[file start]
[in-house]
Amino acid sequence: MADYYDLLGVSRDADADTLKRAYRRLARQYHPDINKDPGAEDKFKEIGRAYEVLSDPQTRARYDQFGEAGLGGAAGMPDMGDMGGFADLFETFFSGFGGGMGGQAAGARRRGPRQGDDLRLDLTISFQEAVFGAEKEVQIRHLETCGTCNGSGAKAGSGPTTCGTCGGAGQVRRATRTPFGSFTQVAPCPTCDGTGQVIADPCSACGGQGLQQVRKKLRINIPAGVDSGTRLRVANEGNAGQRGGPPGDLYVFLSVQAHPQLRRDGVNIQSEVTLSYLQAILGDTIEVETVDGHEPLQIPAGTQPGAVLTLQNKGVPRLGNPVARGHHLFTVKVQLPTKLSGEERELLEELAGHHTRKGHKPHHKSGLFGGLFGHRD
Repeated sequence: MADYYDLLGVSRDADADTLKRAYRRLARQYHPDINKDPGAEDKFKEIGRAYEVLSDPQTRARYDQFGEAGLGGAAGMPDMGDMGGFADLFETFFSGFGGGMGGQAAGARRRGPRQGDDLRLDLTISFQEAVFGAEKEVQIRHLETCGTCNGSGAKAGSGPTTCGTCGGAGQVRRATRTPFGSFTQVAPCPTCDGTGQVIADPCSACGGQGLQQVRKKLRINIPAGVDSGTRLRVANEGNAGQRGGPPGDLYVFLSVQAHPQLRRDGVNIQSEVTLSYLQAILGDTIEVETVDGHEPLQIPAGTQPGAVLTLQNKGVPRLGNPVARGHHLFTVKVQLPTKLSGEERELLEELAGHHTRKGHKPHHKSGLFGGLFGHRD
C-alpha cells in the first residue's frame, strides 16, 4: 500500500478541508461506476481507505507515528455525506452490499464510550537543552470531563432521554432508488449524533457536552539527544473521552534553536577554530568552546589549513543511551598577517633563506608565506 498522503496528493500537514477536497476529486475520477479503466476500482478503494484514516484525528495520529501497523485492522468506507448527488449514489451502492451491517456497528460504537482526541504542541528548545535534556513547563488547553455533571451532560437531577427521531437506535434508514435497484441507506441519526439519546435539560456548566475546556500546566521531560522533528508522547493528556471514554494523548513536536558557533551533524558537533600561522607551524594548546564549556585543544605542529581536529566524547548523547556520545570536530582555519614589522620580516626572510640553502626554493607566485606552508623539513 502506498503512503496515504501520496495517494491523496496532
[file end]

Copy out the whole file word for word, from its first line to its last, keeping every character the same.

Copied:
[in-house]
Amino acid sequence: MADYYDLLGVSRDADADTLKRAYRRLARQYHPDINKDPGAEDKFKEIGRAYEVLSDPQTRARYDQFGEAGLGGAAGMPDMGDMGGFADLFETFFSGFGGGMGGQAAGARRRGPRQGDDLRLDLTISFQEAVFGAEKEVQIRHLETCGTCNGSGAKAGSGPTTCGTCGGAGQVRRATRTPFGSFTQVAPCPTCDGTGQVIADPCSACGGQGLQQVRKKLRINIPAGVDSGTRLRVANEGNAGQRGGPPGDLYVFLSVQAHPQLRRDGVNIQSEVTLSYLQAILGDTIEVETVDGHEPLQIPAGTQPGAVLTLQNKGVPRLGNPVARGHHLFTVKVQLPTKLSGEERELLEELAGHHTRKGHKPHHKSGLFGGLFGHRD
Repeated sequence: MADYYDLLGVSRDADADTLKRAYRRLARQYHPDINKDPGAEDKFKEIGRAYEVLSDPQTRARYDQFGEAGLGGAAGMPDMGDMGGFADLFETFFSGFGGGMGGQAAGARRRGPRQGDDLRLDLTISFQEAVFGAEKEVQIRHLETCGTCNGSGAKAGSGPTTCGTCGGAGQVRRATRTPFGSFTQVAPCPTCDGTGQVIADPCSACGGQGLQQVRKKLRINIPAGVDSGTRLRVANEGNAGQRGGPPGDLYVFLSVQAHPQLRRDGVNIQSEVTLSYLQAILGDTIEVETVDGHEPLQIPAGTQPGAVLTLQNKGVPRLGNPVARGHHLFTVKVQLPTKLSGEERELLEELAGHHTRKGHKPHHKSGLFGGLFGHRD
C-alpha cells in the first residue's frame, strides 16, 4: 500500500478541508461506476481507505507515528455525506452490499464510550537543552470531563432521554432508488449524533457536552539527544473521552534553536577554530568552546589549513543511551598577517633563506608565506 498522503496528493500537514477536497476529486475520477479503466476500482478503494484514516484525528495520529501497523485492522468506507448527488449514489451502492451491517456497528460504537482526541504542541528548545535534556513547563488547553455533571451532560437531577427521531437506535434508514435497484441507506441519526439519546435539560456548566475546556500546566521531560522533528508522547493528556471514554494523548513536536558557533551533524558537533600561522607551524594548546564549556585543544605542529581536529566524547548523547556520545570536530582555519614589522620580516626572510640553502626554493607566485606552508623539513 502506498503512503496515504501520496495517494491523496496532